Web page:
Elizabeth stayed standing in front of the painting while her aunt and uncle, Mr. and Mrs. Gardiner, followed the housekeeper to another room. With her head tilted up, she studied the portrait of Mr. Darcy. It was a good likeness of the man himself, as she had informed the housekeeper. Again, she was thankful that they had arrived the day they had, for the housekeeper expected Mr. Darcy with a large party from London.
She turned away and caught up with the Gardiners in the next room. Mrs. Reynolds, the housekeeper of Pemberley, brought their attention to a new piano just arrived from London as a gift for Mr. Darcy’s sister. Elizabeth raised her eyebrows, as a piano that large and made by that company could only be purchased by the wealthy. She refused to let herself admire the piano, for she knew it would be difficult for her to play their small, worn piano afterwards at Longbourn without envy.
Elizabeth wandered over to the large windows facing the pond. As she gazed at the entire view, she thought of the estate’s owner and his proposal to her in the Hunsford Parsonage. “Of all this, I could have been mistress.”
She felt a small pang of regret but assured herself that Mr. Darcy’s pride and snobbery were still probably unbearable, though she did know him better for having read his letter handed to her at Rosings. Elizabeth had read the letter so much that she could recite it from heart if she wished, but she did not, for she was still embarrassed at the horrible things she had said to him.
“Lizzy, we are going to the next room.”
Elizabeth turned with a pleasant smile and walked next to Mrs. Gardiner as they continued their tour of the grandest home in Derbyshire. The tour ended where it had begun, at the entrance across from the pond she had spied from inside the house. She walked down to the pond and picked up a rock near the edge. When she stood up again, she blanched.
Mr. Darcy walked out from around a corner of Pemberley.
She dropped her rock, quickly looked around to find her aunt and uncle, and walked briskly in their direction. Elizabeth hoped they were far enough away that he had not seen them. As she reached the Gardiners, she checked Mr. Darcy’s location and, to her horror, found him only about twenty yards away. Close enough for Mr. Darcy to determine who she was, as he stood stock still staring at her.
This had to be the most mortifying day of her life. What must he think of her, coming here to tour his house?
Mr. Darcy started and walked to their party.
Elizabeth looked down, then at the Gardiners, then back at Mr. Darcy while clenching the sides of her dress.
“Miss Bennet, …I –”
“I did not expect to see you here, sir.” Her countenance had to be as bright as a red apple.
“I returned a day early. How are your parent’s health?”
Elizabeth blinked. “They are well, thank you, sir.”
“Would you do me the honor of introducing me to your friends?”
Wouldn’t he be surprised when he found out this well behaved couple were related to her?
“Mr. and Mrs. Edward Gardiner, Mr. Darcy. Mrs. Gardiner is my aunt.” She studied him to not miss his reaction, but he was perfectly amiable, the perfect gentleman.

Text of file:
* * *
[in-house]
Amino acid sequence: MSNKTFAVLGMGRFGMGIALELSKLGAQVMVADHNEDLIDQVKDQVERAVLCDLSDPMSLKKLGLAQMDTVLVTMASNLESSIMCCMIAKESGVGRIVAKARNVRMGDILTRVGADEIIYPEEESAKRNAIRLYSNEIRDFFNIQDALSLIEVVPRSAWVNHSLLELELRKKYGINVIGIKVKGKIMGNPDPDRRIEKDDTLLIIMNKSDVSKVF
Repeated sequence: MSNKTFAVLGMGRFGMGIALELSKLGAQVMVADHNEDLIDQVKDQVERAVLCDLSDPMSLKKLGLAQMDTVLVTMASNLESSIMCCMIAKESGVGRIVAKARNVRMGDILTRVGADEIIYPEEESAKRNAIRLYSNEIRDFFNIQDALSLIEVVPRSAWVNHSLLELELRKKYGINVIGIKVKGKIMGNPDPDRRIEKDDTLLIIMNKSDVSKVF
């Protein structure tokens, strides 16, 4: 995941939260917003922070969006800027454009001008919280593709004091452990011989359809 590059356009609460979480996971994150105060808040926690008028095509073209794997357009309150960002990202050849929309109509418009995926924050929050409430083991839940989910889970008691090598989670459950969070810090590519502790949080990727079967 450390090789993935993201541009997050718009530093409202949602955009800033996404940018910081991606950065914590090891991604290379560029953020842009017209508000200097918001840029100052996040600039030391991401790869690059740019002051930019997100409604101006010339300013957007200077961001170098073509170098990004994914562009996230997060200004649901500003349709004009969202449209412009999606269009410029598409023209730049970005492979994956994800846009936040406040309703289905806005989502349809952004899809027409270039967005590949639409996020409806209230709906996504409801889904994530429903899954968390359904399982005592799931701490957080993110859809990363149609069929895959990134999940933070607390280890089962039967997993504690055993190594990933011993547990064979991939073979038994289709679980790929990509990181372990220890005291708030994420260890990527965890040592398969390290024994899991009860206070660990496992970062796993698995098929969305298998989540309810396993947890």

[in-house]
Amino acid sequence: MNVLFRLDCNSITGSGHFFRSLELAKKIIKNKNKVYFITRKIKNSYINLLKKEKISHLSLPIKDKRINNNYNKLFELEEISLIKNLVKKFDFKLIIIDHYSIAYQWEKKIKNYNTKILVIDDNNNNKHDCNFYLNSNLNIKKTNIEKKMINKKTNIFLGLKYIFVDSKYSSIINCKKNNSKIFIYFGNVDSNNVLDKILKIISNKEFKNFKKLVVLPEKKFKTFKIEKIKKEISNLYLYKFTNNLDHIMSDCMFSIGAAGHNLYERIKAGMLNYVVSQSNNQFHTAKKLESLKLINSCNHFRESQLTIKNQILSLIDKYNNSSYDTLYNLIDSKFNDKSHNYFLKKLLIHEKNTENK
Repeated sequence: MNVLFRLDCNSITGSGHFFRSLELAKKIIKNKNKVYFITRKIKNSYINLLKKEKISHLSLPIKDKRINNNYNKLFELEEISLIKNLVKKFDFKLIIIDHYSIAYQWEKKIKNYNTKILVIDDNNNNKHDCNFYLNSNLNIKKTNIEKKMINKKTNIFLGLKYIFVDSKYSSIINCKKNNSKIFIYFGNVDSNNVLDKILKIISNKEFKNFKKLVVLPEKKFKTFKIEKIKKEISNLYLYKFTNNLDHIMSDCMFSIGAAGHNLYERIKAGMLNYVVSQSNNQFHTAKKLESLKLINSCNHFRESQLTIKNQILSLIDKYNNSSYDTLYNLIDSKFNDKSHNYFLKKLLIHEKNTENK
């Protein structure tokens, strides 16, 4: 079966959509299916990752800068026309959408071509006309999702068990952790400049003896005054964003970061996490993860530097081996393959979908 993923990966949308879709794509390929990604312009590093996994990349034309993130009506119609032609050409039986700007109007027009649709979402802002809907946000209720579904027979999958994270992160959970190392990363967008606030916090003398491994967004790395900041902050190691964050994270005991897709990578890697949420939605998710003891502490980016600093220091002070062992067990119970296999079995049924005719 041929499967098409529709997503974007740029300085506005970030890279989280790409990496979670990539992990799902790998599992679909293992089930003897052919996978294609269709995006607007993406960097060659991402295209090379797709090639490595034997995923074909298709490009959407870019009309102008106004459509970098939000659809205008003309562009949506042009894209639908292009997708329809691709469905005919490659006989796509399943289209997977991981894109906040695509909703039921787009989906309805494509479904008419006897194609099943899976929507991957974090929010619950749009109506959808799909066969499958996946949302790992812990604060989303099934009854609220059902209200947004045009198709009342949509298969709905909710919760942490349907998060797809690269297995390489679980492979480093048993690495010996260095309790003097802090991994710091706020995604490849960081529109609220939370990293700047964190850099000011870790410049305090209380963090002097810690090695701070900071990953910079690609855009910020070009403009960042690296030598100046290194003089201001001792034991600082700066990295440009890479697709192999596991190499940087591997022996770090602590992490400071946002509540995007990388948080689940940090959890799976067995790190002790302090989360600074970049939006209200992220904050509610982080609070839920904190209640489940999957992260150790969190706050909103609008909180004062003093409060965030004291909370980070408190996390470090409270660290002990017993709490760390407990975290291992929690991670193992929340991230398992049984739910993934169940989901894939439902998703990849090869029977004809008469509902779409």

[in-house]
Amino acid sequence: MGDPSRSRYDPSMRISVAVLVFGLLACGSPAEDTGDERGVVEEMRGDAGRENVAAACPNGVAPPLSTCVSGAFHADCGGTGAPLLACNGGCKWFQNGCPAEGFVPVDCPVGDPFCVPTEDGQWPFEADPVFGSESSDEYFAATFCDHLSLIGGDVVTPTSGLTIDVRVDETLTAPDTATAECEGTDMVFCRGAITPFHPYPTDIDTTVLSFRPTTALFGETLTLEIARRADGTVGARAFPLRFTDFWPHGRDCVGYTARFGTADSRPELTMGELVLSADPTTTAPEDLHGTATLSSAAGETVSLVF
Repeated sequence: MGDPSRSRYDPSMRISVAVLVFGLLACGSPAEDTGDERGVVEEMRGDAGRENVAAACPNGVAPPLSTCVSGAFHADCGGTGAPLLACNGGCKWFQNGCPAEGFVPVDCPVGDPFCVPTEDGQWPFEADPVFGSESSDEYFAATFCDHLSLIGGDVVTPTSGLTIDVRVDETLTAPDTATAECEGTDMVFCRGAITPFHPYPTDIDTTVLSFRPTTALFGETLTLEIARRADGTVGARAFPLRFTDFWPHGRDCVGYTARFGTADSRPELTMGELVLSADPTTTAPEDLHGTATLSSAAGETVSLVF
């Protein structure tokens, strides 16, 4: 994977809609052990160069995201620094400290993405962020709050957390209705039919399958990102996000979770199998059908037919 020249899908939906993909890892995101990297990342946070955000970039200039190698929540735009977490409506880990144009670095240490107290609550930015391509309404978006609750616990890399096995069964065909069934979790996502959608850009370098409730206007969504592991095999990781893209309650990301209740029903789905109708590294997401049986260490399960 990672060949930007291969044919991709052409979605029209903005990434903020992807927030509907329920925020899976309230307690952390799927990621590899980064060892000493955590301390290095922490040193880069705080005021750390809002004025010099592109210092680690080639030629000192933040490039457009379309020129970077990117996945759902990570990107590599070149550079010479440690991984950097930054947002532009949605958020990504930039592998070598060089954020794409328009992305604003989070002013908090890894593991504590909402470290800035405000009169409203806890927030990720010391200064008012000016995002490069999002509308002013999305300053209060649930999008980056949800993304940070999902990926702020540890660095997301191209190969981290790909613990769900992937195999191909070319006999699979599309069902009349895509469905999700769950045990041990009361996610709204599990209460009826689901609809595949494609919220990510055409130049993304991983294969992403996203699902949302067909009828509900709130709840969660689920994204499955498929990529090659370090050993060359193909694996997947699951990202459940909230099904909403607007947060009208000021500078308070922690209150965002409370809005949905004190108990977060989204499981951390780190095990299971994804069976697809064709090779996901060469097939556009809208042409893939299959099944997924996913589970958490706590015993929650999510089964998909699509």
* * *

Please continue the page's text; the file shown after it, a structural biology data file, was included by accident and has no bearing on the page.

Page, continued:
“Delighted to make your acquaintance. You are staying in Lambton?”
“Yes, sir,” said Mrs. Gardiner. “I grew up there as a girl.”
Mr. Darcy and Mrs. Gardiner reminisced about Lambton and the large tree by the smithy that they both used to play on. Elizabeth stared nonplussed at this extraordinary change in his behavior.
He even asked them for their opinions of his estate, which the Gardiners answered.
“You are not displeased with Pemberley?” Mr. Darcy looked at Elizabeth.
What could she say other than it was magnificent? But how embarrassing to be caught admiring the house of the man she had rejected after berating him based on falsehoods.
“No, not at all.”
Mr. Darcy smiled. “Then you approve of it?”
“Yes, very much. There are few who would not approve.”
“But your good opinion is rarely bestowed and therefore worth more.”
Elizabeth felt her cheeks heat. Did he not dislike her? His behavior was so removed from what she expected, that she knew not what to think.
As they walked down to the pond following Mr. Gardiner and Mr. Darcy, Elizabeth clenched her hands and turned to her aunt.
“We should not have come.”
She kept her eyes averted, hoping her aunt would not be able to deduce why her niece was so embarrassed. “We should leave—”
Mr. Darcy turned and walked the few yards to join them.
“Would you like to view the formal gardens? They have recently been replanted and are at their best for viewing.” He stared directly at Elizabeth.
“Yes, that would be delightful.” Said Mrs. Gardiner.
Elizabeth closed her eyes in dismay. When would this embarrassing ordeal be over?
“Would you walk with me, Miss Bennet?”
They soon outstripped her aunt and uncle, which gave her the opportunity she needed. “I must apologize. We had been assured that you were not in residence, otherwise we never would have come. I am—”
Mr. Darcy placed his hand on her arm. “You have no need to apologize. I am glad, quite glad to see you again.” He trailed his hand slowly down her arm, squeezing her hand before he let go.
Elizabeth stared at him. He looked the same in appearance, but his behavior was so changed.
They continued to walk down the side of Pemberley to the back of the house while Mr. Darcy walked closer than was proper. Their hands kept touching, so Elizabeth held her hands in front of her. But then Mr. Darcy placed his hand on the back of her arm and slowly moved it until he held her elbow while he pointed to a statue in the gardens.